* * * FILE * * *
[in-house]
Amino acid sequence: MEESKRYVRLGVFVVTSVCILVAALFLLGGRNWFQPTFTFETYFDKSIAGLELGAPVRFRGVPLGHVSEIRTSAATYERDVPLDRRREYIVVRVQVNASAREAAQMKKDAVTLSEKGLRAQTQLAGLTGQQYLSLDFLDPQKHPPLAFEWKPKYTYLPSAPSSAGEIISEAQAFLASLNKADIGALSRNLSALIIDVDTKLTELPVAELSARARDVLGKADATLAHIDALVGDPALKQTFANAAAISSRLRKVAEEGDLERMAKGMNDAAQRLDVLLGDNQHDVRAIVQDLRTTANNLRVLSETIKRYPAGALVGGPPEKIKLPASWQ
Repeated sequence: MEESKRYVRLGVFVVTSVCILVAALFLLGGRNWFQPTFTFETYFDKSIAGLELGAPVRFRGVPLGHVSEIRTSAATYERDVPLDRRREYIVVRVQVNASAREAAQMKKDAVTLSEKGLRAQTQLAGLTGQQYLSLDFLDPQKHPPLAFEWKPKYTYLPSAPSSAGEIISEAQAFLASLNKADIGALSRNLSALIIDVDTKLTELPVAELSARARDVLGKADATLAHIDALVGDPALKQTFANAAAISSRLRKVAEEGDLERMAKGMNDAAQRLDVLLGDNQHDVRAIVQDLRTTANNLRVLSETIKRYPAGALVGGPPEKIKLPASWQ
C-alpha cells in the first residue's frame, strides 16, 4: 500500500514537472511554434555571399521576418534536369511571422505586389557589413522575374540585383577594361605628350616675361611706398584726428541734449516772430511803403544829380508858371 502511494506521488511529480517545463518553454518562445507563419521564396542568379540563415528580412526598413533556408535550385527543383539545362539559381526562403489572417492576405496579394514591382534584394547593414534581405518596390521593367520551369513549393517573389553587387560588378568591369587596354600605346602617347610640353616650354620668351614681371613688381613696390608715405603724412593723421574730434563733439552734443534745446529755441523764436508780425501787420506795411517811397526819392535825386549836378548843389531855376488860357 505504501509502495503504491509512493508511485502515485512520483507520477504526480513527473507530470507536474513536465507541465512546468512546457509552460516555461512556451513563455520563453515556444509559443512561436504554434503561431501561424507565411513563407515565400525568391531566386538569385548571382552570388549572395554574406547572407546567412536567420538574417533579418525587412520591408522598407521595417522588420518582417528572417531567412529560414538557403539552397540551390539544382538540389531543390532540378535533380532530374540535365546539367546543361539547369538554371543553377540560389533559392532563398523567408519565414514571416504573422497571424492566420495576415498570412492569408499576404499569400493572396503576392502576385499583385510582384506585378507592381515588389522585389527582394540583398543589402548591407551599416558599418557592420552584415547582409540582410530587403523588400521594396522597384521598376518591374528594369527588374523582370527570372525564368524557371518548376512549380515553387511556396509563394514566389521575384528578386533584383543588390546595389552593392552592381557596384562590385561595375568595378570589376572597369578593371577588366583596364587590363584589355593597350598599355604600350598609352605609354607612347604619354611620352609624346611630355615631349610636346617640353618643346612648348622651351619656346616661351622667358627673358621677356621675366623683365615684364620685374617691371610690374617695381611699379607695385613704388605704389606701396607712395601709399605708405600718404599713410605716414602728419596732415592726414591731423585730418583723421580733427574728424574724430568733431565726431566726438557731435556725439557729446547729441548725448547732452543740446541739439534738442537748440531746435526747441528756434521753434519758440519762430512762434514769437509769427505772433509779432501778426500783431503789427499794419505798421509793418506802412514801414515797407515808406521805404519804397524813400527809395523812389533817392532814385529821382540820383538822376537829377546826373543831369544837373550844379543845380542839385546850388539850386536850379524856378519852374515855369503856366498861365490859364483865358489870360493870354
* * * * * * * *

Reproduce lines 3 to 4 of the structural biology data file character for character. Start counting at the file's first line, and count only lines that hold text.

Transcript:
Repeated sequence: MEESKRYVRLGVFVVTSVCILVAALFLLGGRNWFQPTFTFETYFDKSIAGLELGAPVRFRGVPLGHVSEIRTSAATYERDVPLDRRREYIVVRVQVNASAREAAQMKKDAVTLSEKGLRAQTQLAGLTGQQYLSLDFLDPQKHPPLAFEWKPKYTYLPSAPSSAGEIISEAQAFLASLNKADIGALSRNLSALIIDVDTKLTELPVAELSARARDVLGKADATLAHIDALVGDPALKQTFANAAAISSRLRKVAEEGDLERMAKGMNDAAQRLDVLLGDNQHDVRAIVQDLRTTANNLRVLSETIKRYPAGALVGGPPEKIKLPASWQ
C-alpha cells in the first residue's frame, strides 16, 4: 500500500514537472511554434555571399521576418534536369511571422505586389557589413522575374540585383577594361605628350616675361611706398584726428541734449516772430511803403544829380508858371 502511494506521488511529480517545463518553454518562445507563419521564396542568379540563415528580412526598413533556408535550385527543383539545362539559381526562403489572417492576405496579394514591382534584394547593414534581405518596390521593367520551369513549393517573389553587387560588378568591369587596354600605346602617347610640353616650354620668351614681371613688381613696390608715405603724412593723421574730434563733439552734443534745446529755441523764436508780425501787420506795411517811397526819392535825386549836378548843389531855376488860357 505504501509502495503504491509512493508511485502515485512520483507520477504526480513527473507530470507536474513536465507541465512546468512546457509552460516555461512556451513563455520563453515556444509559443512561436504554434503561431501561424507565411513563407515565400525568391531566386538569385548571382552570388549572395554574406547572407546567412536567420538574417533579418525587412520591408522598407521595417522588420518582417528572417531567412529560414538557403539552397540551390539544382538540389531543390532540378535533380532530374540535365546539367546543361539547369538554371543553377540560389533559392532563398523567408519565414514571416504573422497571424492566420495576415498570412492569408499576404499569400493572396503576392502576385499583385510582384506585378507592381515588389522585389527582394540583398543589402548591407551599416558599418557592420552584415547582409540582410530587403523588400521594396522597384521598376518591374528594369527588374523582370527570372525564368524557371518548376512549380515553387511556396509563394514566389521575384528578386533584383543588390546595389552593392552592381557596384562590385561595375568595378570589376572597369578593371577588366583596364587590363584589355593597350598599355604600350598609352605609354607612347604619354611620352609624346611630355615631349610636346617640353618643346612648348622651351619656346616661351622667358627673358621677356621675366623683365615684364620685374617691371610690374617695381611699379607695385613704388605704389606701396607712395601709399605708405600718404599713410605716414602728419596732415592726414591731423585730418583723421580733427574728424574724430568733431565726431566726438557731435556725439557729446547729441548725448547732452543740446541739439534738442537748440531746435526747441528756434521753434519758440519762430512762434514769437509769427505772433509779432501778426500783431503789427499794419505798421509793418506802412514801414515797407515808406521805404519804397524813400527809395523812389533817392532814385529821382540820383538822376537829377546826373543831369544837373550844379543845380542839385546850388539850386536850379524856378519852374515855369503856366498861365490859364483865358489870360493870354